When the National Institute for Occupational Safety and Health (NIOSH) discovered that a component of a mask marketed as Made in USA was actually Made in China, Murlock alleges that Harmon lied and said that that part was the only piece that was imported. Nonetheless, NIOSH ordered ALG to stop selling masks.
But rather than sacrifice his profitable venture, Murlock states that Harmon continued to order more KN95s from China and relabel them as Made in USA N95s to be sold through his other business, Axis LED.
“Mr. Harmon never stopped selling masks; he told us the stop-sale only applied to ALG Health and that he could continue to sell masks through Axis LED,” Murlock told the FTC.
As it turns out, this wasn’t Harmon’s first foray into fraud. As early as 2016, the FTC had received reports that Axis LED, under Harmon’s control, falsely advertised a line of imported LED bulbs named “Patriot Tubes” as Made in the United States.
During the FTC’s investigation into these 2016 reports, Harmon confessed that Patriot Tubes included significant Chinese components but claimed that they were assembled in the United States. At the time, Harmon agreed to remove all unqualified Made in USA claims from his website and was reminded of Made in USA labeling standards. And yet, he continued to market Patriot Tubes as Made in USA to both consumers and the U.S. government.
“From the moment I started working [at Axis LED], I had questions,” Morlock told the FTC. “We got packages of lights from China with ‘Made in China’ stickers off and replace them with new ‘Made in USA’ stickers.”
Note that before the FTC’s complaint against Harmon, ALG Health, and Axis LED, the Alliance for American Manufacturing (AAM) had included these masks in our Made in America shopping directory and on our blog. As we state in our directory, “We rely on the companies listed to provide accurate information regarding their domestic operations and their products.”
We try our absolute best to verify Made in USA claims, but we depend on companies being honest about their production practices, and ultimately it is up to federal agencies like the FTC to hold companies accountable for their marketing. And thus, news that the FTC is demanding that Harmon stop falsely claiming that his products are Made in USA and pay a $157,683.37 civil penalty is extremely welcome.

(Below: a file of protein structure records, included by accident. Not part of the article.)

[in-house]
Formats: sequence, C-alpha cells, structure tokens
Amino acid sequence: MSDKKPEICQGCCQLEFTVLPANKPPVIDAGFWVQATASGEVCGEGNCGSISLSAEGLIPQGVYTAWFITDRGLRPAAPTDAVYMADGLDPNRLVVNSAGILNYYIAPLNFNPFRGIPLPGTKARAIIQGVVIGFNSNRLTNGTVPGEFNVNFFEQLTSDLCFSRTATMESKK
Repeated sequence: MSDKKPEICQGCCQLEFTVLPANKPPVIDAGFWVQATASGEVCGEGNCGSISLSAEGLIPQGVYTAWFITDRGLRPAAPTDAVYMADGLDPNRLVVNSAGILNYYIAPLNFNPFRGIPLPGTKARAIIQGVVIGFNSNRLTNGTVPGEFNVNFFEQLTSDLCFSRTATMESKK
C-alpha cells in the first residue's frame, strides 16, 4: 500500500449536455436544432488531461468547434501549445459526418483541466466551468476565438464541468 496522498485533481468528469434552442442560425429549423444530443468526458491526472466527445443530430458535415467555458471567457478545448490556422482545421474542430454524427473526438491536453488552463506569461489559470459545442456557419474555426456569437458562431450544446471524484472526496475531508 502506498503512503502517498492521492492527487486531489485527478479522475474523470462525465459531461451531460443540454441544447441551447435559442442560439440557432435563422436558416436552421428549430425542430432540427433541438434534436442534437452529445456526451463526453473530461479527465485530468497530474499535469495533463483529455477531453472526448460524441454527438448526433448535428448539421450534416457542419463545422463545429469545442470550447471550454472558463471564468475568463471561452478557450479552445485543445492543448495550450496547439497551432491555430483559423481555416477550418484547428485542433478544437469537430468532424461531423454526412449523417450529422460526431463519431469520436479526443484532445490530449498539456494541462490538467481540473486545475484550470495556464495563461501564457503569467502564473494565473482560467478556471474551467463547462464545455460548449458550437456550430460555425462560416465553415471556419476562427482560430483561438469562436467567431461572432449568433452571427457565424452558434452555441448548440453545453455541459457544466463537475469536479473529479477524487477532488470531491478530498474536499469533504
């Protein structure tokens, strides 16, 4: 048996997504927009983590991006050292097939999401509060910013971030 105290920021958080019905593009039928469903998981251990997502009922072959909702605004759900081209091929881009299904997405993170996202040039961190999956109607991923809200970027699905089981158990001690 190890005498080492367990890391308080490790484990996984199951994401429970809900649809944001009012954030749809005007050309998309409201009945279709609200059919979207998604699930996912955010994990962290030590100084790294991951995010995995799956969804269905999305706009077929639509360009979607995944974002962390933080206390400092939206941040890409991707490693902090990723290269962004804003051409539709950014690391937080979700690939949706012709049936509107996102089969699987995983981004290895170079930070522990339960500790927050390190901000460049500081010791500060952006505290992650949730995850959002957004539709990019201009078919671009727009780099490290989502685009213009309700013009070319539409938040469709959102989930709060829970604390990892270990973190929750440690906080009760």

Harmon is a flagrant repeat offender when it comes to Made in USA fraud, and this penalty signals that there are real consequences for his lies.
As AAM President Scott Paul said last year when the FTC established financial penalties for false Made in USA claims:
“When wrongdoers making fraudulent claims go unpunished, it robs consumers of their spending dollars, and it hurts U.S. manufacturers who have invested in our nation. The Made in USA label isn’t a PR tool. It is a way to recognize the hard work and dedication required of American manufacturers and their employees who make their products in our local communities.”
Beyond fooling thousands of customers who sought out Made in USA PPE, Harmon’s deceit also injures the American manufacturers and their workers who took the financial risk of establishing domestic production — companies like Luosh USA. The Marietta, Ga., family-owned face mask manufacturer started from the ground up in 2020 as an answer to Chinese-made counterfeit masks. You can hear more about why and how they did it on our podcast.